Pronghorn up closeTurns out these are another one of the Evolutionary-tree stumpers. This time it’s the Pronghorn’s horn/antlers that won’t fit neatly into a group of animals. The horns are made of keratin (the stuff your fingernails are made of) like a sheep’s or cow’s, rather than bone like a deer’s antlers. But late in the Fall of each year, they fall off leaving only a bony center like what you would find under a cow’s for a couple of months.

The other specialty is that the Pronghorn is the only animal with a keratin horn that is branched. That’s how they got the name “prong” horn! I even found a website discussing whether you are allowed to use a Pronghorn’s horn as a Jewish trumpet (Shofar). That would be awesome to hear (although it probably wouldn’t sound too impressive since they’re so small).

Pronghorn’s are mid-sized grazing animals.  They grow to a little over 3ft (1m) high and weigh between 75-125lb (34-57kg), with the largest being the dads.  They have really good vision with eyes nearly the size of an elephant’s and they always stay in open areas where any predator will be quickly seen and an escape path won’t be slowed down by trees.

Pronghorn runningThis brings us to their coolest feature, their speed. We all know that the Cheetah is the fastest animal still alive today, but they’d be no match for a Pronghorn. A Cheetah can only keep up their speed of 62mph (100 kph) for a couple hundred yards (meters) or they would die of overheating, but not a Pronghorn. They can run up to 55mph (88kph) and can maintain speeds of 30mph (48kph) for at least 20 miles! Only the ostrich can keep up with that kind of speed.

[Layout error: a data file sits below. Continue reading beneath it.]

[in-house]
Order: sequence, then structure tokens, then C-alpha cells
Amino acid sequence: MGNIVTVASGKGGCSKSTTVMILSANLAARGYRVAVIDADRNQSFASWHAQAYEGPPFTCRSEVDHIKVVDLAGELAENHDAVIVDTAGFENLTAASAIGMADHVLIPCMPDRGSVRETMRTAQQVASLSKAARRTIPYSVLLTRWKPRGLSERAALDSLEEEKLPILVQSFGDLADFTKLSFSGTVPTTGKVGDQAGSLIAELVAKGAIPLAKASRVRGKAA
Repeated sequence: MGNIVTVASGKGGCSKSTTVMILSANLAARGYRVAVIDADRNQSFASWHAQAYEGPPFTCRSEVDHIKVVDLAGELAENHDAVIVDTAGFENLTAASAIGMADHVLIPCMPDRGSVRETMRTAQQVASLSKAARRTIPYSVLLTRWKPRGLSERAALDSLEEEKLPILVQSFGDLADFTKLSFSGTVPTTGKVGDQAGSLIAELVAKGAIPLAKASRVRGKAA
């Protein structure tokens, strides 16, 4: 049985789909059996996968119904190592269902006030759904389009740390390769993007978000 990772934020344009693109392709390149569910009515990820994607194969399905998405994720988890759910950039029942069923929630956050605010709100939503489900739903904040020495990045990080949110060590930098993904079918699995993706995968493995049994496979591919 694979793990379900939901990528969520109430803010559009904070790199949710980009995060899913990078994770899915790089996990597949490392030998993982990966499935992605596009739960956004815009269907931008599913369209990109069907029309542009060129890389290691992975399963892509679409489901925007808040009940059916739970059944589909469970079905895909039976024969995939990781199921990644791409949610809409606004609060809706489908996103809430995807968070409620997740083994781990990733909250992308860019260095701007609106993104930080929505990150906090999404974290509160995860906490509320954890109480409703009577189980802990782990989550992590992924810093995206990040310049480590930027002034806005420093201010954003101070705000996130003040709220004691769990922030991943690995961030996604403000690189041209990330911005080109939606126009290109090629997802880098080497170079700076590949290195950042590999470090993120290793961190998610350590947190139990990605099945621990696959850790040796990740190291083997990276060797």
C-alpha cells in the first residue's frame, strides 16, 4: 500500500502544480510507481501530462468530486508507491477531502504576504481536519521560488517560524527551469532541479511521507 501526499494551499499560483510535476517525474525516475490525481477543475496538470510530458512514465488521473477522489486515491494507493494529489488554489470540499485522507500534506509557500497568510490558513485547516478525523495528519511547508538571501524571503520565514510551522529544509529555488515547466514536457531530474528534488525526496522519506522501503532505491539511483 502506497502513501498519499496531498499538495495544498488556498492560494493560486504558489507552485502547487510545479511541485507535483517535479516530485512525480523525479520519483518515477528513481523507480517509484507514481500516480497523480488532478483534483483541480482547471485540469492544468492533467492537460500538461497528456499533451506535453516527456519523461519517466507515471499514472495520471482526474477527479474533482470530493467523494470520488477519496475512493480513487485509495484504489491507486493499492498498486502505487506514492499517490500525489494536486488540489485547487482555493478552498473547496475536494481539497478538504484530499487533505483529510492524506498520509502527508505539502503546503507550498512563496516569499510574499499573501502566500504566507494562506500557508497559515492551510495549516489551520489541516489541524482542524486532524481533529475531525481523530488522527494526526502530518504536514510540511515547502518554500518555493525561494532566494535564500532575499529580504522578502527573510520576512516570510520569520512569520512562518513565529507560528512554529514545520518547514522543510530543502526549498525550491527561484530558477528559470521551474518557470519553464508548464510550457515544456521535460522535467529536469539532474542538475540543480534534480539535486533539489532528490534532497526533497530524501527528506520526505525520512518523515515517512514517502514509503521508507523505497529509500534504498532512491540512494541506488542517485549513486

A mother Pronghorn takes as long to grow her babies as a human (250 days).   She usually bears twins, but although the little ones can soon run, they are vulnerable to predators and only about 2 out of 5 babies make it to grow up.  Pronghorns take just over a year to be adults and can live for up to 12 years, although that isn’t likely in the wild.

In the Summer and Fall, Pronghorns live in small groups with one dad and several moms, but the Winter is different.  Turns out my February trip was the best time of year to see the large groups that form then.  Hormone levels have dropped then, so the guys aren’t all fighting each other for the ladies!

And God said, Let the earth bring forth the living creature after his kind, cattle, and creeping thing, and beast of the earth after his kind: and it was so.  And God made the beast of the earth after his kind, and cattle after their kind, and every thing that creepeth upon the earth after his kind: and God saw that it was good. Genesis 1:24,25

Other Sites I got my info from:

US Fish and Wildlife Service: Pronghorns

National Wildlife Federation: Pronghorn